- You can add a layer of mulch (straw or leaves work well) to help retain moisture and regulate soil temperature, however, if you live in a wetter climate like us, you may prefer to avoid mulch as it will hold moisture int the soil, and for us, we get a lot of rain so that’s not ideal. Water thoroughly to settle the soil and provide adequate moisture for your garlic to get started.
5. Weather Concerns
Garlic is generally a hardy crop, but it’s not entirely immune to the elements.
- Frost: If you’re planting in the Autumn, garlic can handle frosts. However, it doesn’t like extreme freezing in the ground. If you expect extremely cold temperatures which will cause extensive freezing, consider adding an extra layer of mulch to protect the cloves. In areas with harsh winters, planting garlic in spring might be a better option.
- Watering: Garlic needs consistent moisture, especially during the growing season. If rainfall is insufficient, water your garlic regularly. But be cautious not to overwater, as garlic doesn’t like soggy soil.
6. Maintenance and Care
Garlic is relatively low-maintenance, but it still requires some attention:
- Weeding: Keep your garlic bed weed-free, as weeds can compete with your garlic for nutrients and water.
- Fertilising: Garlic love nutrition so make sure to amend your soil with lots of lovely compost before you plant. This should see you through to harvest without the need to add chemical fertilisers.
- Scapes: If you’re growing hardneck garlic, you’ll notice scapes emerging from the plant. These are edible and can be used in cooking. They usually appear a few weeks before your bulbs are ready for harvest, so once they curl over, cut them from the plant and allow it to redirect energy to bulb formation, resulting in larger garlic bulbs. Scapes have a lovely subtle garlic flavour and are great cooked or chopped through salads.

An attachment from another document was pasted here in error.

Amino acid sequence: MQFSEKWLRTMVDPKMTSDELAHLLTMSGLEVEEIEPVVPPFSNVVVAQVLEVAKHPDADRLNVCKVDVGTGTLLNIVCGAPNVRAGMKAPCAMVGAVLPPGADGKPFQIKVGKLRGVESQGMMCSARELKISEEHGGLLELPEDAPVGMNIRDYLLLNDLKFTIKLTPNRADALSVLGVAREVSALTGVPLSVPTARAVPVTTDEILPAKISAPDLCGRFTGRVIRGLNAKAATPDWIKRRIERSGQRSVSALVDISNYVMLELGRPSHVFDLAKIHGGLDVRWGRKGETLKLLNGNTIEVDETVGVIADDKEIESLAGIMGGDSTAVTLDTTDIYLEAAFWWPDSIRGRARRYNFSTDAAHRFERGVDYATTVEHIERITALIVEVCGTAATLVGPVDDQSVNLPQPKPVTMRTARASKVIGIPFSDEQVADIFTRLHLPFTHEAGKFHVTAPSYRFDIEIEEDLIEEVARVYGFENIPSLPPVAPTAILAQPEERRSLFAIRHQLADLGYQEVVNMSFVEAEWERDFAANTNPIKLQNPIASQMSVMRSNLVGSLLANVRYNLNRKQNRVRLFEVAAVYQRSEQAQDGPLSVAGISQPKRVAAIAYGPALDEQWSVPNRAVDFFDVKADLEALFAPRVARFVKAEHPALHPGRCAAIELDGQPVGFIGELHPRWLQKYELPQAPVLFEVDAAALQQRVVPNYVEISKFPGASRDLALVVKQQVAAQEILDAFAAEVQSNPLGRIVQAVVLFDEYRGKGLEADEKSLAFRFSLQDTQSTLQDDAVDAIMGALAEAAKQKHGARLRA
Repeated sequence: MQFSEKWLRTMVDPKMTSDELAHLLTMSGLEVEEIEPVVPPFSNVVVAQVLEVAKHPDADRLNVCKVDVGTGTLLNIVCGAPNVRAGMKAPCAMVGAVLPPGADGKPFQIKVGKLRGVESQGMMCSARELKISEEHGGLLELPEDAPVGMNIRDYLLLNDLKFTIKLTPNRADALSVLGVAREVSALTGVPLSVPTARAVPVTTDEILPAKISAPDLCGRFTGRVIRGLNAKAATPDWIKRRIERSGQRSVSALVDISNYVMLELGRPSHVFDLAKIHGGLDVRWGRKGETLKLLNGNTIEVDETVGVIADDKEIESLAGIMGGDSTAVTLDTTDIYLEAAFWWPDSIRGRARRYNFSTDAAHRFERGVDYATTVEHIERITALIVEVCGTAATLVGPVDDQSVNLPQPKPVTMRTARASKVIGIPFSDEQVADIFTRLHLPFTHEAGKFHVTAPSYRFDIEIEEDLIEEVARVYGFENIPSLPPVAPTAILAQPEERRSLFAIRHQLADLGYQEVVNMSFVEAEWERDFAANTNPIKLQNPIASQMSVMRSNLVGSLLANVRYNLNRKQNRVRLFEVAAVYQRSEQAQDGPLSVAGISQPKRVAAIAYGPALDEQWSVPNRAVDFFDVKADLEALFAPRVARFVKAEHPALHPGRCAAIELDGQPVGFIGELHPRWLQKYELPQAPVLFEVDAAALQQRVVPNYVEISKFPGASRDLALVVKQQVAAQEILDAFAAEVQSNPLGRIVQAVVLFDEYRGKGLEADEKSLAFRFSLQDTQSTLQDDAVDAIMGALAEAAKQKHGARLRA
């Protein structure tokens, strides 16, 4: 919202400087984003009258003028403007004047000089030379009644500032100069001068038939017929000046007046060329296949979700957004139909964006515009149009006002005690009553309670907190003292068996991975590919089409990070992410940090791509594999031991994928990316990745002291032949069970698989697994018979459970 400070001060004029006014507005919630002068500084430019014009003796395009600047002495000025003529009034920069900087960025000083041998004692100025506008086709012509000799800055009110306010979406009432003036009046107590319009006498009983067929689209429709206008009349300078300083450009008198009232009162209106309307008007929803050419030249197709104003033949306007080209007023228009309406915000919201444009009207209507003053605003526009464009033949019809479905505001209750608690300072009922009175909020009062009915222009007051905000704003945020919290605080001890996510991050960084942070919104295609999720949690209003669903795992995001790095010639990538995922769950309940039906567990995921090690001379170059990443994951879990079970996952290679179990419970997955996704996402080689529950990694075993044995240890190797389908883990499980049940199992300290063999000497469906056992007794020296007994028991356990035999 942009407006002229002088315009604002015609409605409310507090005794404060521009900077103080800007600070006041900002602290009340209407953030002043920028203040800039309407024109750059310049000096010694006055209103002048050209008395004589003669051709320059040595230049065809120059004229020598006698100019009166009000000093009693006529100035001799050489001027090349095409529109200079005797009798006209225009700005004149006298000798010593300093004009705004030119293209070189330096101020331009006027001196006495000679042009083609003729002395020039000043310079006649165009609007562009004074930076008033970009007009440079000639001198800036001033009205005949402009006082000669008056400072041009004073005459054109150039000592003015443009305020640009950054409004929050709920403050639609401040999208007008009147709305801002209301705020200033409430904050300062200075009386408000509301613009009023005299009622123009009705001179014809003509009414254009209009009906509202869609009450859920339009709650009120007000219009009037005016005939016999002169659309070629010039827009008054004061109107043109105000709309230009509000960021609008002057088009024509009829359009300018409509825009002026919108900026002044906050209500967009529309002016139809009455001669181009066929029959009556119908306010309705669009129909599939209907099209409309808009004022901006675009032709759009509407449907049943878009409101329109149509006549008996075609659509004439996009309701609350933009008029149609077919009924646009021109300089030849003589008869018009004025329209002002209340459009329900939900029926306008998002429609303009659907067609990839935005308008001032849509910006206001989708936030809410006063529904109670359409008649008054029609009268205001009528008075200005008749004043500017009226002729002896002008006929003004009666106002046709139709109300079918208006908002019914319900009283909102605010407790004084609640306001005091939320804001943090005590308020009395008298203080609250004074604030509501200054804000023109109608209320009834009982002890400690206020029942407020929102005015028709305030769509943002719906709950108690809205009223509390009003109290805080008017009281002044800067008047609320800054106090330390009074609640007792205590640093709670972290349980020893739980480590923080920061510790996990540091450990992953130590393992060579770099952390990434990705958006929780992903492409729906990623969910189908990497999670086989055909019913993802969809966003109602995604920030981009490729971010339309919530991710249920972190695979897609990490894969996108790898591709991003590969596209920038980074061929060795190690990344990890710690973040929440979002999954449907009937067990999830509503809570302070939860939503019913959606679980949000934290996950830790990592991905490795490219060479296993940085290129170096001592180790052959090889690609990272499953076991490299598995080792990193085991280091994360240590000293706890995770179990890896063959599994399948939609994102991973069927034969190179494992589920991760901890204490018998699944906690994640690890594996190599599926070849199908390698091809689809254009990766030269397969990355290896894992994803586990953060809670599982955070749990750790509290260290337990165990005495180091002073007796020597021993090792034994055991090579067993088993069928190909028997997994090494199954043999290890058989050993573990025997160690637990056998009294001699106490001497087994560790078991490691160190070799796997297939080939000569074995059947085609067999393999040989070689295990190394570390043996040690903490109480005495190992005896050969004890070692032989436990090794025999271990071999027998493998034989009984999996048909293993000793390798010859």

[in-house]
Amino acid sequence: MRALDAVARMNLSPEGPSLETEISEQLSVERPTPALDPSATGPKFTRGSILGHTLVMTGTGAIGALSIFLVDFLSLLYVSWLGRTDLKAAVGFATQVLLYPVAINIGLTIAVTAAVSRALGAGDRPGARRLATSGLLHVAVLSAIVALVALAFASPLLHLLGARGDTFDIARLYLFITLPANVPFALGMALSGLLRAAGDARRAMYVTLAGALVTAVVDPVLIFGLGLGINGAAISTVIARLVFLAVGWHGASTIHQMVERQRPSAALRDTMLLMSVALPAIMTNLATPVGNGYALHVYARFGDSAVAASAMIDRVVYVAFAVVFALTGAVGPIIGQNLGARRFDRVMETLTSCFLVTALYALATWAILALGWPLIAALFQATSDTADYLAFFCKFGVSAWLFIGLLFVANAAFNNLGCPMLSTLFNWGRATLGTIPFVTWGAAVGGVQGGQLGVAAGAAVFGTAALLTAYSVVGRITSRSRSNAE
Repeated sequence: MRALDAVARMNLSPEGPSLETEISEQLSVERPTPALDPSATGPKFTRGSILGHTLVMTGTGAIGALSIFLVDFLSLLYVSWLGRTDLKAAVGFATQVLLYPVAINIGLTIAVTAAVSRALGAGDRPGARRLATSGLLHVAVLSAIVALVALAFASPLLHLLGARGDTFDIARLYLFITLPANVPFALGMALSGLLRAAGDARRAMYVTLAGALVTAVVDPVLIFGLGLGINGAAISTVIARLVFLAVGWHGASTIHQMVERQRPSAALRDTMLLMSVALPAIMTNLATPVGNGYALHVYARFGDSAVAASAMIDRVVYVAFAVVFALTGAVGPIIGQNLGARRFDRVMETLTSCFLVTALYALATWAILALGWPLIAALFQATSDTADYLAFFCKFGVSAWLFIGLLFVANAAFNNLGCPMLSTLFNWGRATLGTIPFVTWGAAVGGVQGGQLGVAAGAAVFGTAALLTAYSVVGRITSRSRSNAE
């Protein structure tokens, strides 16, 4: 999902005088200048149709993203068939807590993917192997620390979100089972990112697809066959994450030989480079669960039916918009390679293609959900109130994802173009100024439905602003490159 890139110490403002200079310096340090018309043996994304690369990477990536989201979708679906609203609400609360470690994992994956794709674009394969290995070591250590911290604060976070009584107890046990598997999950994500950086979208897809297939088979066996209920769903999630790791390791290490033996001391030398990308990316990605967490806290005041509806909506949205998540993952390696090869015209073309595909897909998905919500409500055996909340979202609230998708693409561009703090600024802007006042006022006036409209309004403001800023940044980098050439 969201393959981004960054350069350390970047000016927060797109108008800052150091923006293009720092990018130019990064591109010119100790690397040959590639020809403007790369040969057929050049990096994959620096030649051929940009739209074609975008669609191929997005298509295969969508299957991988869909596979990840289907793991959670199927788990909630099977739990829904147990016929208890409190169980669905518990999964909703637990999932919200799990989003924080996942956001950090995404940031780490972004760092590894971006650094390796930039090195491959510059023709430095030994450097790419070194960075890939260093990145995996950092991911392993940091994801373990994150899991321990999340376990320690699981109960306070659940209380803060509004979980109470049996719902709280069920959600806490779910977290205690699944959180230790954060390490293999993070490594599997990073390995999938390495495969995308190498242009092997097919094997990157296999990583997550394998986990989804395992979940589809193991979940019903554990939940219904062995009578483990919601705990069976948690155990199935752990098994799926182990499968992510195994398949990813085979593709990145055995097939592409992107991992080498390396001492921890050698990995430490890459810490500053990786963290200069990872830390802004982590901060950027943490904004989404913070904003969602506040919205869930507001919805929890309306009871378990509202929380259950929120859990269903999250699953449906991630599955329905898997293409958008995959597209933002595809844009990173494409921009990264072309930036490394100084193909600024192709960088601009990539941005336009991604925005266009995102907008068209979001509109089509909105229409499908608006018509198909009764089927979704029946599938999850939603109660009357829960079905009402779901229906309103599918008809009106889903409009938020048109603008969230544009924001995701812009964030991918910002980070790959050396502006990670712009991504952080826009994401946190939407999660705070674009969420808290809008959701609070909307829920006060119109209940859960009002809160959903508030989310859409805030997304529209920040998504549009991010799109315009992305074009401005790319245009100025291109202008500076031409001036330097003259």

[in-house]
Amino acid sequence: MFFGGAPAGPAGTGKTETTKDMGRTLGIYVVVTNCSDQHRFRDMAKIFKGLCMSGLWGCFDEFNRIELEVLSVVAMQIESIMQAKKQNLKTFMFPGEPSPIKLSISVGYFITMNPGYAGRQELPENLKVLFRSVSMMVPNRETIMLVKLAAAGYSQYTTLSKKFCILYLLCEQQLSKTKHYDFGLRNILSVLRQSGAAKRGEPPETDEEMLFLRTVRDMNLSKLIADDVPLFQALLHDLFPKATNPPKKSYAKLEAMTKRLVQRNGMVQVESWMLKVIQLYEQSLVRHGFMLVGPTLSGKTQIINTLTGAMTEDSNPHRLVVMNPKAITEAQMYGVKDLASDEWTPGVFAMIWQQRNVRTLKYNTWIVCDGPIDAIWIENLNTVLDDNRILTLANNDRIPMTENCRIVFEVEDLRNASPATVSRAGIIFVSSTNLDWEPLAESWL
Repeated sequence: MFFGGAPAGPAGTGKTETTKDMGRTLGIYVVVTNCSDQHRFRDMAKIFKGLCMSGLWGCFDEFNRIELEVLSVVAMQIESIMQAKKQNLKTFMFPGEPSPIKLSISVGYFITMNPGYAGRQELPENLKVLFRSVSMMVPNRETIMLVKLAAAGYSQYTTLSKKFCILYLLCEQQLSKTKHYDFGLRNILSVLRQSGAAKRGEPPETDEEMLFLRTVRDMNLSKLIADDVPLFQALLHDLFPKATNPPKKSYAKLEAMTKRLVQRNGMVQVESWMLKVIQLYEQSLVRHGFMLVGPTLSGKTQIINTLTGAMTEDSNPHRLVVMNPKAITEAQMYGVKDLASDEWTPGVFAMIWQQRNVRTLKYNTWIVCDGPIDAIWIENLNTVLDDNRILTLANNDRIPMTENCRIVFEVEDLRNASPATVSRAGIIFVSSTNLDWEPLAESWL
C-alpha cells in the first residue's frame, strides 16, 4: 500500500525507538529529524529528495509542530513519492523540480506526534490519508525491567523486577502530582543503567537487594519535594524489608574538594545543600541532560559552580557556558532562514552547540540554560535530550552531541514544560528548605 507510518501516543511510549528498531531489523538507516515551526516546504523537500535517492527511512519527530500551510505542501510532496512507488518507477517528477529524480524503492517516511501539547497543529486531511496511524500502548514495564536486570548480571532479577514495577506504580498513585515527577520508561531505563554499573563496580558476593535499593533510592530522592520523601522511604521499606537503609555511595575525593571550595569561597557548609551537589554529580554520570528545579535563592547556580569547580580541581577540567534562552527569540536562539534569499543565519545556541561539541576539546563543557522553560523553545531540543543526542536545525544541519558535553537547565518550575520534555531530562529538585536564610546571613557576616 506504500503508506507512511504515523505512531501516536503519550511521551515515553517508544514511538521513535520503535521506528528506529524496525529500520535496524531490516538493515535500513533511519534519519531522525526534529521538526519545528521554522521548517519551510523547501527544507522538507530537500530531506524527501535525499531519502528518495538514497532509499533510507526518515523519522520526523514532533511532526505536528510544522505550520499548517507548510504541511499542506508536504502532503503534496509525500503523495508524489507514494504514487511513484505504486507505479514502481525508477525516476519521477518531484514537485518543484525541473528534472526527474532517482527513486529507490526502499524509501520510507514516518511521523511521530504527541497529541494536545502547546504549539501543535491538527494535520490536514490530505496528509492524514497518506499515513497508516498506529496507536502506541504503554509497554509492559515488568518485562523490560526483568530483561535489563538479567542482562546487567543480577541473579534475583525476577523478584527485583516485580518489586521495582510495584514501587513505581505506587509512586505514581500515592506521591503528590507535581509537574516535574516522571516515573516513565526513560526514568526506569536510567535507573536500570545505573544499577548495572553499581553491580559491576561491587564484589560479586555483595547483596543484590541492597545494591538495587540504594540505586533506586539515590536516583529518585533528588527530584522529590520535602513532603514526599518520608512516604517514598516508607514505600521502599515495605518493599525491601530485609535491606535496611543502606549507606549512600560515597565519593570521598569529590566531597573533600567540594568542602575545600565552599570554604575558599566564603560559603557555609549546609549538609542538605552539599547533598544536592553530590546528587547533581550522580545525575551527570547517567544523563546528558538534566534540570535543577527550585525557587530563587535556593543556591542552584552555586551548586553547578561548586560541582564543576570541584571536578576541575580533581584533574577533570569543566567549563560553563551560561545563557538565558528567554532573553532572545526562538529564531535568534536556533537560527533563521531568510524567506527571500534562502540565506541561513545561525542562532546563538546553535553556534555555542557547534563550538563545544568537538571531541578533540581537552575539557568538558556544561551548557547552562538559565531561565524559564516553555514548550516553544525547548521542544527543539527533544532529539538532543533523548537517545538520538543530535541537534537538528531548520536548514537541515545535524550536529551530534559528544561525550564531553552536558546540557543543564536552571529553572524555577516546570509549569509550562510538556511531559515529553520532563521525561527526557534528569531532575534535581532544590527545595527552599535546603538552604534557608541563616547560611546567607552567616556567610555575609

7. Harvesting Garlic
The exciting part – harvesting your garlic! Typically, garlic is ready to be harvested in late spring or early summer. You’ll know it’s time when the lower sets of leaves turn brown.
To harvest, gently dig up the bulbs using a garden fork or trowel, being careful not to damage them. Shake off excess soil, but don’t wash the bulbs. Allow them to dry in a well-ventilated, shady spot for a few weeks.
8. Storing Garlic
Once your garlic bulbs are dry, it’s time to store them. Softneck garlic can be braided and hung in a cool, dry place, while hardneck garlic can be stored in a mesh bag or basket. Ideally, store garlic at temperatures between 50-70°F (10-21°C) in a well-ventilated area.
Planting garlic is not only a satisfying gardening experience but also a rewarding culinary endeavour. It’s a versatile herb that can add depth and flavour to your dishes while providing you with a sense of accomplishment as a gardener. As you embark on your garlic-growing journey, remember the key points: choose the right garlic variety, plant at the right time, prepare the soil, and provide proper care. Pay attention to weather conditions, and don’t forget to have fun along the way. Gardening is a journey of discovery, and each season offers new lessons.